Beth’s Garden (Dragon)

A dragon in the style of a crop circle in a garden.

A dragon in the style of a crop circle in a garden.

When Juan first approached me about the dragon quilt I finally finished this year, I was surprised that someone was interested in such a highly personal piece for themself. In fact, I asked him what it was he was interested in.  He told me that dragons were really significant for him and his wife, who died two years ago. He was also interested in the spirals.

So, I told him that I could probably modify the design and put it in an affordable price range and off we went! This was truly a co-mission. Juan gave me lots of personal details and I tried to weave them into this piece.

At the beginning, I was thinking of this as Beth’s dragon, but as time went on, I realized it was Beth’s garden.  Beth was a gardener (and quilter), and I wanted the base to be produce prints.  I checked with Juan to make sure there were none she hated or if there were any that needed to be included. Beth loved potatoes (and Juan still does), so I had to include those. I didn’t have any in my stash, but when I asked around in the quilting community, someone generously sent me more than I needed so I was able to make the back with potatoes too.

I used the same stencil for the dragon, but arranged it differently. You can see that I started with a more similar layout in the first tweet, but felt the second layout was much better.  Juan’s dragon is in a garden, not a field.  It’s much more intimate than mine.  

I am pretty sure the dragon comprises both Juan and Beth. It is gold for the sun because Beth was Juan’s sun, but the tail is all Juan, with the sharp, glittery black band and dots. The head is Beth, with the circlet of stars and all the bejeweled flowers (that she probably grew in her garden). Also, Juan told me they met because she lived across a field from him. There is already wheat and flowers in the background, but I wanted to bring the feeling of the field more to the forefront.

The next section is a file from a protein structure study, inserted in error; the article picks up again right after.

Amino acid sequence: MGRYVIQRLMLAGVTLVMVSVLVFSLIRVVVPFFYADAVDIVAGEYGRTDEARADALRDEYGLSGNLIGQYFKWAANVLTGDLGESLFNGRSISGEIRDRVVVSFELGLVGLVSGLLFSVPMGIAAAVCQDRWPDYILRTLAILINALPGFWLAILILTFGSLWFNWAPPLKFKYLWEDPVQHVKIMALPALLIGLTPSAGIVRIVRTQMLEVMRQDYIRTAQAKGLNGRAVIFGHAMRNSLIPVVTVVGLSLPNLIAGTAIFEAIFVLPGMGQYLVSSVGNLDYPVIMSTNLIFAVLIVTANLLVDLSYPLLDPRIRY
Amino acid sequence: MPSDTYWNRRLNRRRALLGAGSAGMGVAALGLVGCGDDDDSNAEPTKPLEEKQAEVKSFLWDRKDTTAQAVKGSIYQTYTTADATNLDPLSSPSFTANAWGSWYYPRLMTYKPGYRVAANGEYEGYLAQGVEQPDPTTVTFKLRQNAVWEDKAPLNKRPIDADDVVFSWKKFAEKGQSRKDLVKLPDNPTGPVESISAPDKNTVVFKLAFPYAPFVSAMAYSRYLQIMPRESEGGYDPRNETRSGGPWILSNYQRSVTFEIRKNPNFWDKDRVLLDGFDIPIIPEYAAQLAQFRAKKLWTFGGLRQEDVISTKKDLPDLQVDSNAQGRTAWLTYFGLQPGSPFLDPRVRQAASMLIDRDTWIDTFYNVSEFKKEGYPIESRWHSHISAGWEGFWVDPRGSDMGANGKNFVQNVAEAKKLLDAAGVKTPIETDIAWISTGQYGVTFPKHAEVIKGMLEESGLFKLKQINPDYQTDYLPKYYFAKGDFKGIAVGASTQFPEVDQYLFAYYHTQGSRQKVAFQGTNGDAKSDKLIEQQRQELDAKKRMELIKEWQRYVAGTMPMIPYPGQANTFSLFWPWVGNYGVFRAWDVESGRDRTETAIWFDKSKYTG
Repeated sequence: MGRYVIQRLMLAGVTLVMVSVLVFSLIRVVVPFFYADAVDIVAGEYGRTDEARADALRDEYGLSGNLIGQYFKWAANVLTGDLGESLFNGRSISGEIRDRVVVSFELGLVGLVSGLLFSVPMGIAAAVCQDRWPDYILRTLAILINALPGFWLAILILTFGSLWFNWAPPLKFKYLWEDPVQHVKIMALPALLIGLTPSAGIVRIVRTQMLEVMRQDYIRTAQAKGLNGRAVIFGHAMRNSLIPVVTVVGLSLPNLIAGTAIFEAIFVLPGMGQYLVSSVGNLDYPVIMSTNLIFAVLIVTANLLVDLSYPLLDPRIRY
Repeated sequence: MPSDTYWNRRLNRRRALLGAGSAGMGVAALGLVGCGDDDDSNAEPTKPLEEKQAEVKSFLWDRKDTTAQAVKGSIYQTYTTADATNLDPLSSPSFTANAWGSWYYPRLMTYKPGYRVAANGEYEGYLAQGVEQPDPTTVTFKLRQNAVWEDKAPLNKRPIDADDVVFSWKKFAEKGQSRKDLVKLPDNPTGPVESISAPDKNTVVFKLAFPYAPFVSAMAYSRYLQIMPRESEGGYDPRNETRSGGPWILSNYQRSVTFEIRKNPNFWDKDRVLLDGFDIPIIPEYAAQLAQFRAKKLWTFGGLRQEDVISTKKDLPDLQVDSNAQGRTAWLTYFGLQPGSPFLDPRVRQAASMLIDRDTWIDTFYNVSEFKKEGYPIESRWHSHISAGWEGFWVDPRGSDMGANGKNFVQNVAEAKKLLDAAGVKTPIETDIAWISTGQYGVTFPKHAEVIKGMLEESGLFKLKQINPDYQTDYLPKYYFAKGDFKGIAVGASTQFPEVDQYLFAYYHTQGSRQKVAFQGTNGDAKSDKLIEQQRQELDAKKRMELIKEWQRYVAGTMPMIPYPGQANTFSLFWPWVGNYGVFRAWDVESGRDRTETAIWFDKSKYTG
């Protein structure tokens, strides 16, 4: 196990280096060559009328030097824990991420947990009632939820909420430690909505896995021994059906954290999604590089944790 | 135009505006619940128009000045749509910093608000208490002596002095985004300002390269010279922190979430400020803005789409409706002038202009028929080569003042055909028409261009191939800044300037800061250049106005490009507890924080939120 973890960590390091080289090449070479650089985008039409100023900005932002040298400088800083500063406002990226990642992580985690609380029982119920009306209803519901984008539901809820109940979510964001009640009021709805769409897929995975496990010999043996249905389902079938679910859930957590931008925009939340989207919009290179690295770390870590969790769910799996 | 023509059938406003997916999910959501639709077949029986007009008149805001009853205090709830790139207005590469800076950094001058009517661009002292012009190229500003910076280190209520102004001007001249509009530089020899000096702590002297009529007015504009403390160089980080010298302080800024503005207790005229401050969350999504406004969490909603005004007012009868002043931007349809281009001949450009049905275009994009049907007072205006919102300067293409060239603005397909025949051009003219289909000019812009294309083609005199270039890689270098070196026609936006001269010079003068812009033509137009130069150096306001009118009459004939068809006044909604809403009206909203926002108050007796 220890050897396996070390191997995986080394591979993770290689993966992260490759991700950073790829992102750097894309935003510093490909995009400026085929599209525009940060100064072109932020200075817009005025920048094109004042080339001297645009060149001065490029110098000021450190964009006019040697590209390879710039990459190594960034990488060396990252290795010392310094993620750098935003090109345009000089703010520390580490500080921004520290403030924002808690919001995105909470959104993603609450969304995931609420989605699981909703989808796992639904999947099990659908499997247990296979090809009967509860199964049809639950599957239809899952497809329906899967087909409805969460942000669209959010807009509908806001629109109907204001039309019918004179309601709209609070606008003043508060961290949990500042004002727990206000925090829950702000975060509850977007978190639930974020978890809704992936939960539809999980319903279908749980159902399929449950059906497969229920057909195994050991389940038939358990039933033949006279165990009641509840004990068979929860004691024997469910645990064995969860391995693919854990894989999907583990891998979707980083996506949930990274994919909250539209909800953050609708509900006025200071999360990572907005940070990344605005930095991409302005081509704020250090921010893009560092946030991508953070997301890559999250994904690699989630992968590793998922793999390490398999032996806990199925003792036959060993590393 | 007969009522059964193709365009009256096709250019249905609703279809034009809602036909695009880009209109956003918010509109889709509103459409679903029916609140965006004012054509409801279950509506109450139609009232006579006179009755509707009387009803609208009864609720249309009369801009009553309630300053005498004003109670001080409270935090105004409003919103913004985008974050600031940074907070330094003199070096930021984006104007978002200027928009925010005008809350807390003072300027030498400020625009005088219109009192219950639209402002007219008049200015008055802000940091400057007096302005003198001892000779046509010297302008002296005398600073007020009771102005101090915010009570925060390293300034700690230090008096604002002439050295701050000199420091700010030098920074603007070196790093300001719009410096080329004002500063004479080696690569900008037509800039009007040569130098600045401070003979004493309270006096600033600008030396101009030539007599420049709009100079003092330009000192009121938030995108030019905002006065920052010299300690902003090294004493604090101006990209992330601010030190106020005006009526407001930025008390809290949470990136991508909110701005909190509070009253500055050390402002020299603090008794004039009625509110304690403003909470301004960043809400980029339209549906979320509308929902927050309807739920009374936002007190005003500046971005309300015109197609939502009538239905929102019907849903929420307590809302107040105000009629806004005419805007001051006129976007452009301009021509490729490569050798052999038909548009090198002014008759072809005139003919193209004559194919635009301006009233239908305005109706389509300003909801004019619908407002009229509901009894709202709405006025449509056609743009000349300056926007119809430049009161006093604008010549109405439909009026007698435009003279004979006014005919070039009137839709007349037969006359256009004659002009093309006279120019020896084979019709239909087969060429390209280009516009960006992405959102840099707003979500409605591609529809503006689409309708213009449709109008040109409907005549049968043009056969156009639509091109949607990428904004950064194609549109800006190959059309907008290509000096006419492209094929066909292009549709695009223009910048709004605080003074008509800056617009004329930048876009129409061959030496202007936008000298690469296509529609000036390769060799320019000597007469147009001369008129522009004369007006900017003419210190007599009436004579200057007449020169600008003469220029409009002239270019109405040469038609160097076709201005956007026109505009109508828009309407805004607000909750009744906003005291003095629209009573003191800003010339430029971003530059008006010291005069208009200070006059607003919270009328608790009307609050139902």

I wanted to include a yin yang in this dragon and when I went to put it together, I placed the two pieces separated. To me, they represent Juan’s broken heart. He carries her in his belly. But also, I think she’s in his throat (the bejeweled flowered piece).
Although there are many spirals in this quilt, the three central spirals represent their children. The youngest is the shiny spiral at the bottom and the two on top of that are his sons.

I feel honored to have been chosen to bring this dragon to life.  It was pure joy to work on and helped me find my mojo again.

6 thoughts on “Beth’s Garden (Dragon)

  1. While I like this dragon and think it’s beautiful work I was a bit surprised about the background fabric you chose. I just saw the end product but had no idea about all the personal details that went into the design. It’s nice to know a bit more about it and I’m sure Juan and his kids will love it even more because of it.

    • Thank you! The background was chosen specifically because Beth loved to garden. Otherwise, I’m not sure I’d have chosen that theme. I’m glad you enjoyed the story behind it. I found it very compelling myself.

  2. What an extraordinary project. I love how the background flips for me visually between liminal seashore and layers of the earth strata (if I’m focusing hard on the dragon and letting the patterns blur into impressions), and food patterns with their own depths, like suddenly finding myself up in the sky looking down into abundance upon abundance. I love how much meaning you’ve encoded in (it reminds me very much of an engineering friend of mine who embroiders the most beautiful infographics) and how the meaning is sure and lovely even without knowing the code. Richard Hugo writes of poets finding ways to possess certain key words as their own, such that “Your words used your way will generate your meanings”. I sense you’ve started doing this with your quilting, the way certain stitches and shapes and combinations of patterns have that resonance, gravity even, of private meanings that draw the viewer in.

    This project is one of shared meanings, one that brings a rightness and a richness to all involved. Well done. Thank you for letting us in to share some of the journey.

    • I am overwhelmed at this comment. Truly, that someone outside the story can glean some resonance and meaning from this makes me so happy. I feel that I am starting to be able to express what is in my head and this is an awesome validation. Thank you. ❤

  3. I loved reading your project synopsis. I cried. Really wonderful work, Joni! Loving other’s comments as well! Very moving. ❤

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